OUR JOURNEY TO A SHINY NEW FUTURE STARTS WITH AN ELECTRIC CAR

OUR JOURNEY TO A SHINY NEW FUTURE STARTS WITH AN ELECTRIC CAR

BY Andre Labonte

It appears Even UK drivers have gotten the memo and are starting to see the benefit of new technology. However, in spite of electric cars becoming more popular in recent years, many people still believe misconceptions about them, according to a new study cited in the British Independent by reporter Grant Bailey which was based on a poll of 2,000 car drivers.

The report stated that some believed an electric car could not be driven through puddles, and some (about 5%) actually, thought electric cars were less safe than regular cars, citing construction concerns and media reports of battery explosions. Nearly 20% of respondents believed an electric car would actually slow down as the battery discharges. A spokesman for Volkswagen, who commissioned the study said:

“Electric vehicles are becoming more mainstream, but it seems many people still have lots of unanswered questions about them. Despite overwhelming evidence showing them to be beneficial on environmental grounds, some motorists still have concerns over safety, battery life and charging issues clearly it is the job of us in the automotive industry to answer these questions, get the correct information out there and make electric vehicles a viable option for people buying new cars in the next few years.”

Through all the misinformation, however, the study still indicated nearly six in 10 Britons would like to own an electric car someday and would even consider one as their next vehicle. The most asked questions in the comments portion of the study were.

“How quickly do they charge up?” followed by “How quickly do they run out of charge?”

Fifty-two percent of drivers also wanted to know how much it cost to fill the “tank” with electricity from a charge point. Almost 1 in 3 interviewed believed that by the year 2025 most people in the UK would be driving an electric car, leaving internal combustion vehicles in decline. In fact, 46 percent of current respondents said they would like to do their bit for the environment by driving one.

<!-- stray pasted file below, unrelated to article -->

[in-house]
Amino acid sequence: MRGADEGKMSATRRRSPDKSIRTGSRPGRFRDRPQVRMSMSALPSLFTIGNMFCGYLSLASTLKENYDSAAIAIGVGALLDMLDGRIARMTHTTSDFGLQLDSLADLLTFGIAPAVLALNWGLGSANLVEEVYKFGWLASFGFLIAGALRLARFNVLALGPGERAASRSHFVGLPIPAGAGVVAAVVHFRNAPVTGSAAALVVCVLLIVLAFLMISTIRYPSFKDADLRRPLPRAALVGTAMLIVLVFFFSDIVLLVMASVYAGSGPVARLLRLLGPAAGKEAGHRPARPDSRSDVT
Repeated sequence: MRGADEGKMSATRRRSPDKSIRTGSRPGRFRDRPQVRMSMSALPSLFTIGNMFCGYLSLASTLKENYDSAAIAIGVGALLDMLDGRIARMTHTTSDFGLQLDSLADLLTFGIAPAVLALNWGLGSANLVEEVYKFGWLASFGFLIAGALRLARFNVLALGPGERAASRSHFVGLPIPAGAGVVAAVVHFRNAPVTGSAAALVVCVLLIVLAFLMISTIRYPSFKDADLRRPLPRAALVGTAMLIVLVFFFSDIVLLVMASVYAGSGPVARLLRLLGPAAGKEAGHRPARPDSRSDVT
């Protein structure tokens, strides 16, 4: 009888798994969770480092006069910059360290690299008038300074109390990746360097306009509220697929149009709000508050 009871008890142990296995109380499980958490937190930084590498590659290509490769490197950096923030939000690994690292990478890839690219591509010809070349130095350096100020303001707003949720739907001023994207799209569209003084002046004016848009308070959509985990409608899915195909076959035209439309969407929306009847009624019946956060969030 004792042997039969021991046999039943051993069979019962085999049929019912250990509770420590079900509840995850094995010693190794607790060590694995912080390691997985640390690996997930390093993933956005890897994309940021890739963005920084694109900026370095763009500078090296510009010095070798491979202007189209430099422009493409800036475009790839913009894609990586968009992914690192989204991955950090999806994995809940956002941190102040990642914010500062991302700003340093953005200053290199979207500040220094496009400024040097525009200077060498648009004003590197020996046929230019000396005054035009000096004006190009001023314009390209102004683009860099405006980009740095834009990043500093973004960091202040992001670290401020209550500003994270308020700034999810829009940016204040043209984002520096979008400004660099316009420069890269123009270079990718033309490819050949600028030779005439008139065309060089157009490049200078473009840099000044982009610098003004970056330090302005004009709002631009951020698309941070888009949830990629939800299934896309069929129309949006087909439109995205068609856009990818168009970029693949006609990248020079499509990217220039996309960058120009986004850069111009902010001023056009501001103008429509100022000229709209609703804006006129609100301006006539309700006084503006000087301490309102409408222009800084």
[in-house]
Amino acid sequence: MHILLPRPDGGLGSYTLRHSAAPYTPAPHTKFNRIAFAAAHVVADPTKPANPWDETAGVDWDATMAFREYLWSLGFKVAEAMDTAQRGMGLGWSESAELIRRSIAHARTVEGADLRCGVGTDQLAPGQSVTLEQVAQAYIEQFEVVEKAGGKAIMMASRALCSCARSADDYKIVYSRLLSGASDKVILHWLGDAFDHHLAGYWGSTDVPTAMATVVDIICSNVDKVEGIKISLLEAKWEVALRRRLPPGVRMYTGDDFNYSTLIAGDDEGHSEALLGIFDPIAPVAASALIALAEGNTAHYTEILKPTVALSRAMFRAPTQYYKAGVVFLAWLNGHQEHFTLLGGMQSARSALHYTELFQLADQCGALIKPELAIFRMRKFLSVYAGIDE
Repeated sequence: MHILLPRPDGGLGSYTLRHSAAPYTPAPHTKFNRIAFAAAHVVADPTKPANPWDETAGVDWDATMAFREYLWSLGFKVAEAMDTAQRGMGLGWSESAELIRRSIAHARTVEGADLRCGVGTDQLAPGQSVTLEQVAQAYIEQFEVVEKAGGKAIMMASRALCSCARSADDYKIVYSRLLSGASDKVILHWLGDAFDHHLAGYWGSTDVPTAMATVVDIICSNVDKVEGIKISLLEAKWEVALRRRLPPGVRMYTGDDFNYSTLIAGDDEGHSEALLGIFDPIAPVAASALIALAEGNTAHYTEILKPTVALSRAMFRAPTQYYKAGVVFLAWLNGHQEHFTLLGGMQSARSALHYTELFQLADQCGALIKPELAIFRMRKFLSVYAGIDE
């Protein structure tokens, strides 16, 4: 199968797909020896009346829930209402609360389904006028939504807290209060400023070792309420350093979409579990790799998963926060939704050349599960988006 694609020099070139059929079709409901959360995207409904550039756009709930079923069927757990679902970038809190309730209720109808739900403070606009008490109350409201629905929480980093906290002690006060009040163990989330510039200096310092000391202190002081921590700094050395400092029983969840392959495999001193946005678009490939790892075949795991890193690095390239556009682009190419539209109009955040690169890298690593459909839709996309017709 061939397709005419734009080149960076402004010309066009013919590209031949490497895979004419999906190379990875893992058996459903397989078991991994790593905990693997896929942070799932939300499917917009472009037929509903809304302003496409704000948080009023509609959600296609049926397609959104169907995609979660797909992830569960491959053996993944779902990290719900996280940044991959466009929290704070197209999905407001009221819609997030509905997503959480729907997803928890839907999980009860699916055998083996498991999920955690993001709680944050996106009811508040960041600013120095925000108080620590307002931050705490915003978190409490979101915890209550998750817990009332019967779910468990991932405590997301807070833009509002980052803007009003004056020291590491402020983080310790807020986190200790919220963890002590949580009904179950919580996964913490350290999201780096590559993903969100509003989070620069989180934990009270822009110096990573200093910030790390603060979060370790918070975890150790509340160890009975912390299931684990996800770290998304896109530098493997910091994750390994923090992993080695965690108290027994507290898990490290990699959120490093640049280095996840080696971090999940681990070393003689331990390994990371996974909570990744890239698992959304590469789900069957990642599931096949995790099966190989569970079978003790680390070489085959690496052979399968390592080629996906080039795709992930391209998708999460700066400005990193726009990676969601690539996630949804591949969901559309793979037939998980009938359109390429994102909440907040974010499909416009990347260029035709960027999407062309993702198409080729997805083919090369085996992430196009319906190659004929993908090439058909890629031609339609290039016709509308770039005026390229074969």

Closer to home, if we look at the electric car phenomenon through our Bermuda lens, we have inherently different problems, but also because of our smaller size perhaps outsized advantages. Where most jurisdictions in the world have real-world range anxiety to deal with that is decidedly not an issue here on Bermuda’s 21.5 sq miles. Our small size and remoteness actually work to our advantage to going green with local gasoline prices broaching the $10 a gallon level, even expensive electricity can be a bargain.

New things are …well new. Most of the innovation pouring into the vehicle space is being pushed by the likes of Tesla and some of the other Silicon Valley cutting edge tech companies. That along with the major push by China because of air quality and other pollution concerns have in the last several years driven them to the lead on electric cars in general and battery technology in particular.

We as a family finally made the leap in August of last year and patiently waited for our car to arrive. After an excruciating 5 months, our shiny new electric car arrived and our questions began. “Is it hard to charge?” Well…no you plug it in when necessary, kind of like your phone. “Do you need a special charger?” Well no… you do need an outlet outside but a regular 120V outlet will do. It will just take longer about 10 or 11 hrs from full discharge to full top-up. “Oh, that seems like a lot, what happens if you’re in Somerset and don’t have any charge left to get back to St. George’s?” …Really? Ok,… so here’s the deal, we have been plugging the car in about once a week, for the last 12 months, give or take (we’ve gone as long as 12 or 13 days on a couple of occasions). we have never gotten below 50 km of charge remaining. EVER. Range anxiety doesn’t exist in Bermuda. Period. But it might be hard to see that till you’ve actually experienced it, we couldn’t. So now I can talk about it from the other side because we have the data and we know how good it is.

Speaking of data, cost, that is the big one. How much do you spend extra on electricity, that’s the big one. “Electricity in Bermuda is so expensive, so you spend a lot right?” WRONG. Our electricity bill has increased by about $58 a month. To put that in perspective we were spending about $180 -$220 per month on gasoline. Our driving hasn’t changed if anything we are driving more now because …well…it is so much fun to drive. Yes, that is the one thing that doesn’t get much attention in the discussion, electric cars are wickedly fun to drive, instant torque, and because of the low centre of gravity of the heavy battery pack under the car it sticks to the road, it’s an uncanny experience and incredible fun. It puts a grin on your face, Spoiler alert …you will get hooked 🙂

So lastly to put a fine point on the expensive argument, a $35-$40K internal combustion engine car in Bermuda will cost you almost $80K over 10 years, including fuel and ongoing maintenance. A similar priced electric car would cost about $50K, maintenance is minimal electricity is cheaper…..

So.. who’s expensive now??

Andre Labonte has an MA in Leading Innovation and Change from York St. John York UK

Special thanks to :

Grant Bailey – British Independent and The Sun

EVolution Motors Bermuda - Transportation Re-Imagined